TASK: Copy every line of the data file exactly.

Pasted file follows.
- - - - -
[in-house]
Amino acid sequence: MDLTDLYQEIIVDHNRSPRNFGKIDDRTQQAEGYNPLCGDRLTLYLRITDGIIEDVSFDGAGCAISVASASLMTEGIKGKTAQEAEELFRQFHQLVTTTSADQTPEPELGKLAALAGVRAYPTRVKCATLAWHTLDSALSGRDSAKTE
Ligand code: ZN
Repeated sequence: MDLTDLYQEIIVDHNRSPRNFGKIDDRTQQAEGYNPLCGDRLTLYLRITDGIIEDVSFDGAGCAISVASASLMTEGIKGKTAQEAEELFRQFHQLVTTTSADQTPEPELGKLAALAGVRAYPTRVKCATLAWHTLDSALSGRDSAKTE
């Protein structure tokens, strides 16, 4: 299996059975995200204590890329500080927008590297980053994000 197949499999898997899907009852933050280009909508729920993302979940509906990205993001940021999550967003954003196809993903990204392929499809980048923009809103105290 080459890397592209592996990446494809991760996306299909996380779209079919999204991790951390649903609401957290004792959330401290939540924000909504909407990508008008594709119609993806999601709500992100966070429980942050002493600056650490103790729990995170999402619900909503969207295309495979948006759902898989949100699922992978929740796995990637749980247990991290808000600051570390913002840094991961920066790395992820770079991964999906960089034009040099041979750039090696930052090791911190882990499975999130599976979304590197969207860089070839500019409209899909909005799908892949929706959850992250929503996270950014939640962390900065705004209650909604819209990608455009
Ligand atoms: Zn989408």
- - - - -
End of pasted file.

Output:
[in-house]
Amino acid sequence: MDLTDLYQEIIVDHNRSPRNFGKIDDRTQQAEGYNPLCGDRLTLYLRITDGIIEDVSFDGAGCAISVASASLMTEGIKGKTAQEAEELFRQFHQLVTTTSADQTPEPELGKLAALAGVRAYPTRVKCATLAWHTLDSALSGRDSAKTE
Ligand code: ZN
Repeated sequence: MDLTDLYQEIIVDHNRSPRNFGKIDDRTQQAEGYNPLCGDRLTLYLRITDGIIEDVSFDGAGCAISVASASLMTEGIKGKTAQEAEELFRQFHQLVTTTSADQTPEPELGKLAALAGVRAYPTRVKCATLAWHTLDSALSGRDSAKTE
């Protein structure tokens, strides 16, 4: 299996059975995200204590890329500080927008590297980053994000 197949499999898997899907009852933050280009909508729920993302979940509906990205993001940021999550967003954003196809993903990204392929499809980048923009809103105290 080459890397592209592996990446494809991760996306299909996380779209079919999204991790951390649903609401957290004792959330401290939540924000909504909407990508008008594709119609993806999601709500992100966070429980942050002493600056650490103790729990995170999402619900909503969207295309495979948006759902898989949100699922992978929740796995990637749980247990991290808000600051570390913002840094991961920066790395992820770079991964999906960089034009040099041979750039090696930052090791911190882990499975999130599976979304590197969207860089070839500019409209899909909005799908892949929706959850992250929503996270950014939640962390900065705004209650909604819209990608455009
Ligand atoms: Zn989408």